There are some basic principles that Ramaze tries to follow:
KISS (Keep It Super Simple)
Ramaze doesn't introduce any major change of paradigm for everyone familiar with Ruby and the basics of Web-development.
POLS (Principle Of Least Surprise)
Ramaze tries to be intuitive and easy to learn. Most functionality is built in a way to help, not to obfuscate or confuse.
Use what you want and how you want it.Through Ruby Ramaze provides one of the most powerful programming-languages available, giving you full control over your system.
Even the most essential parts of Ramaze can easily be replaced and/or modified without losing the advantage of the whole framework.
Nothing besides Ruby is required for the basic features. Of course you can take advantage of several wonderful libraries, but Ramaze is built in a way to be run on any basic setup.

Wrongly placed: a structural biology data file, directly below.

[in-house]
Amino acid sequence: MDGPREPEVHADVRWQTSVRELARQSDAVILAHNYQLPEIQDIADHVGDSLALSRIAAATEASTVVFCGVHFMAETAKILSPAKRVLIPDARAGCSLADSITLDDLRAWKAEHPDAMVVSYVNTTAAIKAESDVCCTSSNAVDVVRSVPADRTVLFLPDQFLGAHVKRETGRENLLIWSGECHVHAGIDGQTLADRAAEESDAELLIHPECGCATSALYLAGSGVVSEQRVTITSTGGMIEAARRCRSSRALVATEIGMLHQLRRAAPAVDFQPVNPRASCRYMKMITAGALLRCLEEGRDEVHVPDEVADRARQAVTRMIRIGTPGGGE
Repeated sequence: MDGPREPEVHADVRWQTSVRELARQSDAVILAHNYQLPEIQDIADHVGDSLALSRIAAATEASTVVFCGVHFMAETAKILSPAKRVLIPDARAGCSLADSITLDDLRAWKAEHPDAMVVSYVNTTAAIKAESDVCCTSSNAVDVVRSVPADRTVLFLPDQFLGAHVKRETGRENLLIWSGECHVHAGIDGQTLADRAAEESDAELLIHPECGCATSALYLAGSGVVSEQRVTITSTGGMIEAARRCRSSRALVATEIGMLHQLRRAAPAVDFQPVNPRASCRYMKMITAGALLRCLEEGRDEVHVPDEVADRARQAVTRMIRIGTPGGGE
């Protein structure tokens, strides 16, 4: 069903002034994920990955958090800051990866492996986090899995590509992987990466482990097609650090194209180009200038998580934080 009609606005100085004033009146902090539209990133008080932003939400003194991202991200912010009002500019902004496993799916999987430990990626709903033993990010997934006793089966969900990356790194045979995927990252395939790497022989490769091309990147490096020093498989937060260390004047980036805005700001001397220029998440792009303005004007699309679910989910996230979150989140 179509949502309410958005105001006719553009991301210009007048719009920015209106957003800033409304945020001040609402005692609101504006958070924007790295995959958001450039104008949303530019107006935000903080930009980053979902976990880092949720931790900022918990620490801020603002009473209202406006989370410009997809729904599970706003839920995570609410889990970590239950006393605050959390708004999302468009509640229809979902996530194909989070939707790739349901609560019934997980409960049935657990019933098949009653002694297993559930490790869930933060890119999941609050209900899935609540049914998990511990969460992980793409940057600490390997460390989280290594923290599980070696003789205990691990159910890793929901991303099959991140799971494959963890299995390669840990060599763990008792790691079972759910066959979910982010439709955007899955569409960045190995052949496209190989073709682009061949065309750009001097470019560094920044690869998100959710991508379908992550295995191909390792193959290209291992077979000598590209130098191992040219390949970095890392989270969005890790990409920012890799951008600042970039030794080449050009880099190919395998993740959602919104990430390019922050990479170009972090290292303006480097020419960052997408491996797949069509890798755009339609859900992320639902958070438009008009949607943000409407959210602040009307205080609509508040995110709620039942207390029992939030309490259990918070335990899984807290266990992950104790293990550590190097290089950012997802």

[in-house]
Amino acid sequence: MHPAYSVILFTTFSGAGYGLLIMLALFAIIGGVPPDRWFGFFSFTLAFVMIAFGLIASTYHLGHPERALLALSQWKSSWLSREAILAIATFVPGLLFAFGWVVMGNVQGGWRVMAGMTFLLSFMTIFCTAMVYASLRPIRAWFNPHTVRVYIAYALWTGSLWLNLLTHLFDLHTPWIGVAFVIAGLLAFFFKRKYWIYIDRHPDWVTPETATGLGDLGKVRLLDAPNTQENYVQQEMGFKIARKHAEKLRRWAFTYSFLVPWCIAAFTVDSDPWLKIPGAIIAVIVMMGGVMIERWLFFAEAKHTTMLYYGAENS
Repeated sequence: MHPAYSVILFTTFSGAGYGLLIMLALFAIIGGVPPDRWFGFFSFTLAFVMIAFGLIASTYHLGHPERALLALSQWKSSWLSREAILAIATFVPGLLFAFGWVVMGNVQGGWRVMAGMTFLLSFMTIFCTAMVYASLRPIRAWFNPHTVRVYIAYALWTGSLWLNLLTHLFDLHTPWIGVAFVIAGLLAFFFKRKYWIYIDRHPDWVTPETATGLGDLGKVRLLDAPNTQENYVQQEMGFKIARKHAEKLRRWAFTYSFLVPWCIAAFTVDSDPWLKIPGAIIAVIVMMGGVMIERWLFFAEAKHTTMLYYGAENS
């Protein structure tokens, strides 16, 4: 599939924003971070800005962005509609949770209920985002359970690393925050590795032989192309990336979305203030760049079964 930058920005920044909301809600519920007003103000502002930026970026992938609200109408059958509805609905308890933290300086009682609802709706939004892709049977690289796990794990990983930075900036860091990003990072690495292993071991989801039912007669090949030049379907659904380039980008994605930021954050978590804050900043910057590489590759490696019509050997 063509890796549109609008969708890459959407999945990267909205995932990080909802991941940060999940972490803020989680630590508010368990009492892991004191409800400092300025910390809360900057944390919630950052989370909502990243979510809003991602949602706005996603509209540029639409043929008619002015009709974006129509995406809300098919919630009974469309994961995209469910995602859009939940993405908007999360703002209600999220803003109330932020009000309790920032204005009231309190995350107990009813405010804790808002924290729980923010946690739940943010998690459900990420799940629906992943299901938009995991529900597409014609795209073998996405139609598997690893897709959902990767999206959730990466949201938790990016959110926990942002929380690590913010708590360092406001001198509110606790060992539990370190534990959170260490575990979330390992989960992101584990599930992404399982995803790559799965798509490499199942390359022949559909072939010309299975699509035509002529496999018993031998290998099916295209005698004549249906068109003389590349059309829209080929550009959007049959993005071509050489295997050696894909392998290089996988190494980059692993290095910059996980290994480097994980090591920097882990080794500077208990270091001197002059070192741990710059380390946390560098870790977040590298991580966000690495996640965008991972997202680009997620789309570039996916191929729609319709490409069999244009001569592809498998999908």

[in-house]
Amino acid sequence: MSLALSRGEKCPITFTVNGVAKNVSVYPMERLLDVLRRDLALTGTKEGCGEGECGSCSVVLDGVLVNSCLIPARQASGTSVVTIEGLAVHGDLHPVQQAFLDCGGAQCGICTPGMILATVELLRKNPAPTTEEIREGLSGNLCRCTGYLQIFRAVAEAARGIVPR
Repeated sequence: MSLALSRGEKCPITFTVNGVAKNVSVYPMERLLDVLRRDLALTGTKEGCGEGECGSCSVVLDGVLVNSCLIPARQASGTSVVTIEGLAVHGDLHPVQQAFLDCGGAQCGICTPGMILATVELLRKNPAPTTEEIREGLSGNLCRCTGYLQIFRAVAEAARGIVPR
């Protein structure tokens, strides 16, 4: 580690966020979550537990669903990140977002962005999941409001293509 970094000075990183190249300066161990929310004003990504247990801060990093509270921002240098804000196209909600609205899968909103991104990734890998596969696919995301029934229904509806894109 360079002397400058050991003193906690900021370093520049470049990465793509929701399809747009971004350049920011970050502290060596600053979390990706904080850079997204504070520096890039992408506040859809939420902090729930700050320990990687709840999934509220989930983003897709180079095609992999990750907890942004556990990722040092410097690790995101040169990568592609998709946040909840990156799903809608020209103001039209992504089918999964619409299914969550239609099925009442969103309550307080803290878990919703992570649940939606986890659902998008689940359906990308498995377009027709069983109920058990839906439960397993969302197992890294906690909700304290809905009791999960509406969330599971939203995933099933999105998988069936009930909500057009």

Document everything, classes, modules, methods, configuration and so on. Through 100% documentation Ramaze gives the developer easy and solid understanding of the underlying concepts and functionality.
Everyone is welcome to contribute to Ramaze in the easiest way possible. The repository is open for patches passing the Test-suite.
Everyone learns different, some only read the source, others browse documentation, but everyone loves examples for a quick and painless start. Ramaze addresses this need and offers a wide variety of examples of usage, basic functionality, project-layout and more advanced applications.
Fully BDD (Behaviour Driven Design)
Ramaze has a very complete set of so-called specifications built by RSpec. These specs define the way Ramaze has to behave. The specs are checked every time a new patch is pushed into the repository, deciding whether the changes the patch applies are valid and don't break the framework.